←cont from: Maradona: The Scandals
The most famous man in Argentina has not been able to settle down to a quiet life of retirement since leaving football. Drug and weight problems have continued to dog him. He underwent gastric bypass surgery in 2005 and has been to rehab on numerous occasions, most notably in 2000 and 2004, on both occasions suffering severe damage to his heart. Despite quitting drugs since, Maradona’s most recent trip to hospital was in 2007, after a binge of drinking, smoking cigars and eating to excessive levels saw his body collapse once more. He has also publicly supported Fidel Castro (and has the tattoo to prove it) and controversial Venezuelan leader, Hugo Chavez. He declared on the latter’s TV program, “I hate everything that comes from the United States. I hate it with all my strength.”
On a less serious note, he has continued a running battle over the years with the other ‘greatest player of all time,’ Pele. The two trade insults regularly through the media, although the highlight (or lowlight) was probably when Pele fired a few barbs Diego’s way about his moral standards, and Maradona responded by telling Marca, “What do you want me to say? He lost his virginity to a man!”
In spite of all the controversy, Maradona remains immensely popular in Argentina. Argentinian psychologist and author Gustavo Bernstein wrote in his book, Maradona: Iconografia de la Patria (Icon of the Nation), “No one embodies our essence more. Argentina is Maradona. Maradona is Argentina.”
A group called ‘The Church of Maradona’ claims to be an official religion and boasts 100,000 members. For them, year zero is the year their idol was born— 1960.
For a few months in 2005, he even hosted his own talk show, “The Night of 10” (after his playing number) which scored sensational ratings throughout its run of 13 episodes. Guests included Fidel Castro, Mike Tyson and even Pele (the two were remarkable civil, even chummy, on this occasion).
It is this very popularity that earned Diego Maradona, an almost completely inexperienced trainer, the unlikely opportunity to coach his beloved Argentina at the World Cup. With the team struggling in qualifiers, and previous coach Alfio Basile deciding to quit his post, Argentinian Football Federation members decided to pander to popular will and name Maradona as the next coach. The decision was met with disbelief throughout the footballing world, and even among a lot of Argentina fans. They were prepared to love him as a player, but could someone whose behavior could be described as, at best, erratic, actually lead the powerful national team to success? In the end, despite the talent of the Argentina team, the answer was no.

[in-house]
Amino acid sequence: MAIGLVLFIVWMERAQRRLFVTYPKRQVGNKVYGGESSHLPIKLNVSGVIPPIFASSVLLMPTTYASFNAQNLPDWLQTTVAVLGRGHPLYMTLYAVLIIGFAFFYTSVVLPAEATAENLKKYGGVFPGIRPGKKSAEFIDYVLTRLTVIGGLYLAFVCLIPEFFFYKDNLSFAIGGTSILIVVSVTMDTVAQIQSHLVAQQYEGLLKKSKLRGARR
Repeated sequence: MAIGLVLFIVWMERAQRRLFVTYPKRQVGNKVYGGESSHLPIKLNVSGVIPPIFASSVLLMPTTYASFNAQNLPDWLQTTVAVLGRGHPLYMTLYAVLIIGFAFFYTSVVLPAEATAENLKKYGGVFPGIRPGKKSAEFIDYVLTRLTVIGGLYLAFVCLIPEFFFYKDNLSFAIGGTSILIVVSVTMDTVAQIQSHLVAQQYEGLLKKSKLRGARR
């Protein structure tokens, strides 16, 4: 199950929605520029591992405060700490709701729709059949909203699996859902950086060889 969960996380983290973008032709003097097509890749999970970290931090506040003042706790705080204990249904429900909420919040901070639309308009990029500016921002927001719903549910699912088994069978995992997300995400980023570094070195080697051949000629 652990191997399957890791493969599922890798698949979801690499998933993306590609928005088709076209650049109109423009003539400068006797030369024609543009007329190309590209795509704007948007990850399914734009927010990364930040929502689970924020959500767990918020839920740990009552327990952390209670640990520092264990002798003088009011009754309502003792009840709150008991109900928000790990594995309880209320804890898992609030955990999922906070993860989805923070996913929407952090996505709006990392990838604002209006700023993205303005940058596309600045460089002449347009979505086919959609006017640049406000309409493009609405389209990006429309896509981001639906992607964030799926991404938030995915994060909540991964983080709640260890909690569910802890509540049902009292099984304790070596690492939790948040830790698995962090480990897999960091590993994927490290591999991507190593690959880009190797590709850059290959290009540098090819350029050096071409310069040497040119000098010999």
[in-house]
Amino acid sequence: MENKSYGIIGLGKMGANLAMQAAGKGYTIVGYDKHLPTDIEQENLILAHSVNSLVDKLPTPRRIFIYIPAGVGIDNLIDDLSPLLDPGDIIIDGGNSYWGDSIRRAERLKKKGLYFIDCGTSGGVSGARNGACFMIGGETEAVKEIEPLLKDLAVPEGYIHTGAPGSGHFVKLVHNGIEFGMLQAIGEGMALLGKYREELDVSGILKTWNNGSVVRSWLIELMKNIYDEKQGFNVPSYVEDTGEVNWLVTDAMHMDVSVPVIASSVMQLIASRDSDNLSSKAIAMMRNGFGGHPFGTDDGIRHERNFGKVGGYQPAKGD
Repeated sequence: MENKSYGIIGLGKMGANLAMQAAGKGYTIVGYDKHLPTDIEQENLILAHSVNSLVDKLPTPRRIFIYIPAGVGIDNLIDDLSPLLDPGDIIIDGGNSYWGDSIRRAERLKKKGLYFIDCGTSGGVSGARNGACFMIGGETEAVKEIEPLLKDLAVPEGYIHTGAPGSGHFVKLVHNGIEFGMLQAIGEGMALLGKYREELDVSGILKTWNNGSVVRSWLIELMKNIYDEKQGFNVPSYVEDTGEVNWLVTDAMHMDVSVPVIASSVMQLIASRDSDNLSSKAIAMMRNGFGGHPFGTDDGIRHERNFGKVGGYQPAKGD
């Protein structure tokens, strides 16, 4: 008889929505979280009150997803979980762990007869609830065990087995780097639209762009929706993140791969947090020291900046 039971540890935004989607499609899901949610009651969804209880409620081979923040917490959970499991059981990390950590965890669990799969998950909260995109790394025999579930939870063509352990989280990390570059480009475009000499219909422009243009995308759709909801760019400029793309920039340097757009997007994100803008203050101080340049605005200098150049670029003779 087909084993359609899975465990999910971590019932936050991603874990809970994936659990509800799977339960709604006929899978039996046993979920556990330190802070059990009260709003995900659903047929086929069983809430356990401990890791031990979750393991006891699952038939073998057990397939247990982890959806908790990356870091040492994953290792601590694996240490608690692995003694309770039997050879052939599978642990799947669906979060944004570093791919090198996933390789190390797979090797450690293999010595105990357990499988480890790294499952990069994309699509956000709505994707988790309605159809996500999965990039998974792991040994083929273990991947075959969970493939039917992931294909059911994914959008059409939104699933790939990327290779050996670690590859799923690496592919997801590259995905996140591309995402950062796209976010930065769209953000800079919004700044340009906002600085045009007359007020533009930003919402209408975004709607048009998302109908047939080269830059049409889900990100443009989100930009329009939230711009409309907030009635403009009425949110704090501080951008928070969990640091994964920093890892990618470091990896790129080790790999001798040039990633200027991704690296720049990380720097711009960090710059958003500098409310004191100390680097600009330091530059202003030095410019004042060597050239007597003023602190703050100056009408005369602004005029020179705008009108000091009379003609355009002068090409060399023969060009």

Maradona has overseen a typically unpredictable qualifying campaign, which saw the team suffer heavy defeats to the mighty Brazil, and the minnows Bolivia. Eventually in the preliminary rounds the crucial games were won, though, Diego once again courted controversy by telling critical journalists that they could, “Suck it, and keep sucking it!” Before naming his, of course surprising, final squad to take to the tournament in South Africa, Diego managed to run over a cameraman’s leg in his car. Rather than stopping to apologize, he drove off shouting, “What an asshole you are! How could you put your leg under the wheel, man?”
Whatever happens after the World Cup, if it involves Maradona, it is guaranteed to be entertaining. He will no doubt continue to surprise the world. He probably even surprises himself sometimes.
In a grainy interview in 1975 with a pubescent Maradona, he comes across as shy but determined. “I have two dreams,” he says with self-assurance that contains none of his later braggadocio. “My first dream is to play in the World Cup. And the second dream is to win it.”
Even that shaggy-haired teenager, already confident in his own talent, probably didn’t dare to imagine that one day he would be entrusted to lead Argentina to the World Cup, not as a player, but as the guy in the suit: the coach. The tournament in South Africa proved that greatness on the field does not necessarily translate to greatness off it, however. Maradona, who constantly claimed that God was on his side during Argentina’s campaign, was demoralized to the point of tears after his team’s loss to Germany in the quarter final. After calls by many for Maradona to step down as coach, the Argentinian Football Federation chief, Julio Grondona refused to fire him, saying, “The decision depends on Maradona. The only person in Argentina who can do whatever he wants is Diego.” Yes, that sounds about right, actually.
—by Dan Colasimone